Setting up the Alarm System


The Citizens’ Association Ekosol, with the help of a kind donation, has received a complete alarm system, which will allow our space and property in it to be protected from burglars and fires. Since we love practical work, we decided to set up the system ourselves. We first did a little research and discovered the type of system and found connection schemes and instructions for the same. It is a DSC alarm system that is very popular in our area, especially when securing public buildings and you have probably already seen it somewhere! This system consists of a central panel located in the switchboard and connected to it by all further peripherals of which we have a control panel, motion and smoke sensors, an external siren and a keypad as a data entry device. The following photo shows all the material we received:

The material we received

At first glance, it seems like connecting the guides is the complicated part of the job, but it turns out not to be the case. DSC systems are very versatile, so the control panel offers a variety of settings that can be changed and customized for every peripheral, and in the age of modern computers, it never occurred to us that sometimes there is simply no practical LCD screen that shows us what we do at all. The programming of this system is done entirely via the keyboard, which has the same number of keys as with the phone, numbers from 0 to 9, asterisk and hashtag sine. Fortunately on the internet we found the manual and the correct master code of the system, otherwise we would not be able to do anything.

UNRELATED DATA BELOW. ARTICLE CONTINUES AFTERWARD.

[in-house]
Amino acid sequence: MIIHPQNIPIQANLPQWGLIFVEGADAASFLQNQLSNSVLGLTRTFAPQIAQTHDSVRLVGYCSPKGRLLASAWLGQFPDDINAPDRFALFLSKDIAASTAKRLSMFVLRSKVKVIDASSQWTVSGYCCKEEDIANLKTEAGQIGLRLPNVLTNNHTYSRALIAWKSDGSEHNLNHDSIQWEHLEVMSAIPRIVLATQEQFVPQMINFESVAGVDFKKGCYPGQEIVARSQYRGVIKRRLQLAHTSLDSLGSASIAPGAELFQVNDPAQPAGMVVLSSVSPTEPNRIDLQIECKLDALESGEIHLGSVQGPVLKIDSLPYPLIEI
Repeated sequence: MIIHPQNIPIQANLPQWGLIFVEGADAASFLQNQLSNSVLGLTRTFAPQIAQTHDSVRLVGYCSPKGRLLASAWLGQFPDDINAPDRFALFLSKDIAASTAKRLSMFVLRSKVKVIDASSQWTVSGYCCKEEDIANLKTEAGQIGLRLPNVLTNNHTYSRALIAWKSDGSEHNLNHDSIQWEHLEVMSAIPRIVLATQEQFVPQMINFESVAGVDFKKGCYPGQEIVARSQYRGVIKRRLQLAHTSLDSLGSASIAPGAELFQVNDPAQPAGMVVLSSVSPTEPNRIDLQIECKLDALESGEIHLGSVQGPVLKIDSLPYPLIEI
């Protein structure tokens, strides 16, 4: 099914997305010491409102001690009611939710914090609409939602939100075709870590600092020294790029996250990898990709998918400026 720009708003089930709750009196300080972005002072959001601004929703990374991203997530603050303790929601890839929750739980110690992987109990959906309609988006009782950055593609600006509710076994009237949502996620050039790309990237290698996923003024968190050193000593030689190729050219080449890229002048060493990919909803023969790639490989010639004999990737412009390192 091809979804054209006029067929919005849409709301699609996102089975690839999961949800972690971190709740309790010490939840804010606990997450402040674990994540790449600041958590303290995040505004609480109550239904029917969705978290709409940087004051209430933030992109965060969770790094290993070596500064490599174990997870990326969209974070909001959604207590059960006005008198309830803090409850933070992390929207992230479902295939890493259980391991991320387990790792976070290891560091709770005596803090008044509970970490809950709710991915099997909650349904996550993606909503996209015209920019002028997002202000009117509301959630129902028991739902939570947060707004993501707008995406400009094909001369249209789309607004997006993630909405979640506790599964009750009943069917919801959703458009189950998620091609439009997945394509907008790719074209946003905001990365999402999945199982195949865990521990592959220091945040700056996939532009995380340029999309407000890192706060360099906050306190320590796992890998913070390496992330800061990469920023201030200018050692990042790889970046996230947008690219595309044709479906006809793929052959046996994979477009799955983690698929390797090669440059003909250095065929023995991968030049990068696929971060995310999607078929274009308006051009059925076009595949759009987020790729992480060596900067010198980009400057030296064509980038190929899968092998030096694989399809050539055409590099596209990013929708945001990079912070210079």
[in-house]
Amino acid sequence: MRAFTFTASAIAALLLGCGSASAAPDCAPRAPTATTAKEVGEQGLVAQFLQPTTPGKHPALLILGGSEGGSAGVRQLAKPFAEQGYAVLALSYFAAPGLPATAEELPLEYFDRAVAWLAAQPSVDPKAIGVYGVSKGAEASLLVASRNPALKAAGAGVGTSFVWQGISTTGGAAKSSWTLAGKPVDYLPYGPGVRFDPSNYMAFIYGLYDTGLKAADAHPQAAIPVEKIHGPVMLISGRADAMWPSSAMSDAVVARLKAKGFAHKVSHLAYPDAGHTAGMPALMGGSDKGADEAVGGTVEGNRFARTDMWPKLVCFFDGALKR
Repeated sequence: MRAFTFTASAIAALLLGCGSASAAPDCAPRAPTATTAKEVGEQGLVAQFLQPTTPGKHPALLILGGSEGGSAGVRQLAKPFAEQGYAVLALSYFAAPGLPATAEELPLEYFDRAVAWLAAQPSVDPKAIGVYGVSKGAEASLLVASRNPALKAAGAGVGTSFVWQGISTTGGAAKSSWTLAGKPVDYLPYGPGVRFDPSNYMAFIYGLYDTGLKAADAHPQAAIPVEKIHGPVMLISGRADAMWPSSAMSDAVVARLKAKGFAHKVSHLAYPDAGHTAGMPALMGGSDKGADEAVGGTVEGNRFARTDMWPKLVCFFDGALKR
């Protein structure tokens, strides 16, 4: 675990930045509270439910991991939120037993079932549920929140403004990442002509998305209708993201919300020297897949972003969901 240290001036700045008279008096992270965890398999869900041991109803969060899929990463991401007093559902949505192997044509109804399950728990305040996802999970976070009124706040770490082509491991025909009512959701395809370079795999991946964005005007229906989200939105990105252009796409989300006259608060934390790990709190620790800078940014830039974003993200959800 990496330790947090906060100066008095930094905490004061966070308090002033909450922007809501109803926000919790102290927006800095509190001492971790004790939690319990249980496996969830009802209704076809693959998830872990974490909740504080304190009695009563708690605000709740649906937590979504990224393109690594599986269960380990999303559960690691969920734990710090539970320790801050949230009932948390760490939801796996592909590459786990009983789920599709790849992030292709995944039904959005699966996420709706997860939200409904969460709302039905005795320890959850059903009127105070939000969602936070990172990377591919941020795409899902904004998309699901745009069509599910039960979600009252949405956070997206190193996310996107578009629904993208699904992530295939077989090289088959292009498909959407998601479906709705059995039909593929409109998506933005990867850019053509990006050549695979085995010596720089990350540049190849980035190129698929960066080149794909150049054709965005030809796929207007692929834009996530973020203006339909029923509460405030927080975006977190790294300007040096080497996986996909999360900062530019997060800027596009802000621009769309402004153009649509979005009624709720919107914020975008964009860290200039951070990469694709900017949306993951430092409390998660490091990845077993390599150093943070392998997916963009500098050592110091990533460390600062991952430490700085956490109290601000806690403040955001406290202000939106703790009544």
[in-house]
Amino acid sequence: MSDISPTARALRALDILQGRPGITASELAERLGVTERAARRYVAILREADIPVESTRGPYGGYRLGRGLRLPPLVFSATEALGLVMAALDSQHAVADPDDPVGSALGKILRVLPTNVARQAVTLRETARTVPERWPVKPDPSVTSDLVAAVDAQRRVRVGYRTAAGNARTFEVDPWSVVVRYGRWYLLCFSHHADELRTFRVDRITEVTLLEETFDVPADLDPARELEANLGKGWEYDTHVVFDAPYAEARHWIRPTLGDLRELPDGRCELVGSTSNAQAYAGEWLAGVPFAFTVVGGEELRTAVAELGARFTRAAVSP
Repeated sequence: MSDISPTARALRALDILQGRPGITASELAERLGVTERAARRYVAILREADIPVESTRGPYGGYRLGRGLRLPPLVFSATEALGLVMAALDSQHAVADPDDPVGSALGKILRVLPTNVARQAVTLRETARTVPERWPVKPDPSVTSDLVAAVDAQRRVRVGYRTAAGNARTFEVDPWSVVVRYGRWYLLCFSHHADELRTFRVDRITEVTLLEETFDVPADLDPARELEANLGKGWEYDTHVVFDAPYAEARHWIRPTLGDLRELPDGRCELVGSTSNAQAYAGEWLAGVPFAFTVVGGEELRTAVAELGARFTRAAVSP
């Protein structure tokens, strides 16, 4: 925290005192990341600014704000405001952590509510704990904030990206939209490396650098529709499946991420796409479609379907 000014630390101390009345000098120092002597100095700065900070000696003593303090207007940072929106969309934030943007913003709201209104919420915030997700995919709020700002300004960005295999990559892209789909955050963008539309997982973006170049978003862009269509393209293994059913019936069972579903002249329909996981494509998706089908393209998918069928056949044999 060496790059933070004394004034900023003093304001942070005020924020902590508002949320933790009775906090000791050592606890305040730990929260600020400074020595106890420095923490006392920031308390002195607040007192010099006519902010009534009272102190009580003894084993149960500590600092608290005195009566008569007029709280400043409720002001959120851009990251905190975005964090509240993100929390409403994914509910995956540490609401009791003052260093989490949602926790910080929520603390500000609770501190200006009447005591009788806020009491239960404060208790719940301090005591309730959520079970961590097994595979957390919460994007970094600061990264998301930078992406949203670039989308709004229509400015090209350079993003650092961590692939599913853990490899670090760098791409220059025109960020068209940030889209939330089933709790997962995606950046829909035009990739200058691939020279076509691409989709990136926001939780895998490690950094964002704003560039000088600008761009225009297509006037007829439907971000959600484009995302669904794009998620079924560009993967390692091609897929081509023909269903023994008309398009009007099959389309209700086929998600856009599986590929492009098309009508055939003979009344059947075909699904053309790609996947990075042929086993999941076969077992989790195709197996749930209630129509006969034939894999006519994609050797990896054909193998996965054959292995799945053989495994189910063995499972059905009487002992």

A more detailed description:

Keypad

Navigation is via the three-digit codes and options are selected via two-digit codes, the only confirmation for the desired options is obtained through several indicator lights and a beep signal.

The setup of the system itself went smoothly, although at first glance the coupling schemes look complicated, but they are essentially easy. Each sensor needs a 12V power supply and its signal line, so you just have to decide where to use it. All leads end up in a switch cabinet that houses a power transformer for the 230 / 16V control panel and a 12V battery to serve as a backup in the event of a power failure. The photo below shows what the switchboard looks like and the components in it:

Control cabinet

After hooking up and programming, we tried out the system, to the surprise of random passersby who had the opportunity to hear our siren! And we found that everything was working as it should. Right now, we just have to get the door and window sensors so we can further upgrade our system to make it even safer.